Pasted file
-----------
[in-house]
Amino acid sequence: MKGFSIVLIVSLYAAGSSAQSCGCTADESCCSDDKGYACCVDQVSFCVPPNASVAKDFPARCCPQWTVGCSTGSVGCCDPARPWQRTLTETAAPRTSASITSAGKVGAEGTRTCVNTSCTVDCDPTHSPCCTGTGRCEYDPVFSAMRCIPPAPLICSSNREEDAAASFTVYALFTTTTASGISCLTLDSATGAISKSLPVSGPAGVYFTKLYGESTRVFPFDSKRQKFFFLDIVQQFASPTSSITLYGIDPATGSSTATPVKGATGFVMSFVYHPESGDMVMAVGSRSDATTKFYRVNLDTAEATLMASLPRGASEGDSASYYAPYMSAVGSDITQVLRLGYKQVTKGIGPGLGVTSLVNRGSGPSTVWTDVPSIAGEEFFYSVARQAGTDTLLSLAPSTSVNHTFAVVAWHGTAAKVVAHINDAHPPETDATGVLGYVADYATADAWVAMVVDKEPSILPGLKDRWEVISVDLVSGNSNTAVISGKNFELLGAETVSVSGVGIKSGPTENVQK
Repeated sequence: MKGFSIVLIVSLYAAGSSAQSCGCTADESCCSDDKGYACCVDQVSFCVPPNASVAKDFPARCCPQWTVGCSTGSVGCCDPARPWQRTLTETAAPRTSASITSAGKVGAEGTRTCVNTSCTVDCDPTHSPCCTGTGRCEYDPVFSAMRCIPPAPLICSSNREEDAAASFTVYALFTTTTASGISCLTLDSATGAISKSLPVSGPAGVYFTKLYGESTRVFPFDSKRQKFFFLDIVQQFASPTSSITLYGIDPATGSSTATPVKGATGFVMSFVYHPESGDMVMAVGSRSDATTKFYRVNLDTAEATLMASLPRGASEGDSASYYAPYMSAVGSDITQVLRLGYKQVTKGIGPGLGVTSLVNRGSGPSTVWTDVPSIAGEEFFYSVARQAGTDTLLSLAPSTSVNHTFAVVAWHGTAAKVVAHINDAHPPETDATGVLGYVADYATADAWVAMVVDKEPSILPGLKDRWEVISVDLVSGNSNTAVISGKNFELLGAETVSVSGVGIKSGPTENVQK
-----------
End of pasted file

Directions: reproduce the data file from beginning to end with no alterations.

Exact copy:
[in-house]
Amino acid sequence: MKGFSIVLIVSLYAAGSSAQSCGCTADESCCSDDKGYACCVDQVSFCVPPNASVAKDFPARCCPQWTVGCSTGSVGCCDPARPWQRTLTETAAPRTSASITSAGKVGAEGTRTCVNTSCTVDCDPTHSPCCTGTGRCEYDPVFSAMRCIPPAPLICSSNREEDAAASFTVYALFTTTTASGISCLTLDSATGAISKSLPVSGPAGVYFTKLYGESTRVFPFDSKRQKFFFLDIVQQFASPTSSITLYGIDPATGSSTATPVKGATGFVMSFVYHPESGDMVMAVGSRSDATTKFYRVNLDTAEATLMASLPRGASEGDSASYYAPYMSAVGSDITQVLRLGYKQVTKGIGPGLGVTSLVNRGSGPSTVWTDVPSIAGEEFFYSVARQAGTDTLLSLAPSTSVNHTFAVVAWHGTAAKVVAHINDAHPPETDATGVLGYVADYATADAWVAMVVDKEPSILPGLKDRWEVISVDLVSGNSNTAVISGKNFELLGAETVSVSGVGIKSGPTENVQK
Repeated sequence: MKGFSIVLIVSLYAAGSSAQSCGCTADESCCSDDKGYACCVDQVSFCVPPNASVAKDFPARCCPQWTVGCSTGSVGCCDPARPWQRTLTETAAPRTSASITSAGKVGAEGTRTCVNTSCTVDCDPTHSPCCTGTGRCEYDPVFSAMRCIPPAPLICSSNREEDAAASFTVYALFTTTTASGISCLTLDSATGAISKSLPVSGPAGVYFTKLYGESTRVFPFDSKRQKFFFLDIVQQFASPTSSITLYGIDPATGSSTATPVKGATGFVMSFVYHPESGDMVMAVGSRSDATTKFYRVNLDTAEATLMASLPRGASEGDSASYYAPYMSAVGSDITQVLRLGYKQVTKGIGPGLGVTSLVNRGSGPSTVWTDVPSIAGEEFFYSVARQAGTDTLLSLAPSTSVNHTFAVVAWHGTAAKVVAHINDAHPPETDATGVLGYVADYATADAWVAMVVDKEPSILPGLKDRWEVISVDLVSGNSNTAVISGKNFELLGAETVSVSGVGIKSGPTENVQK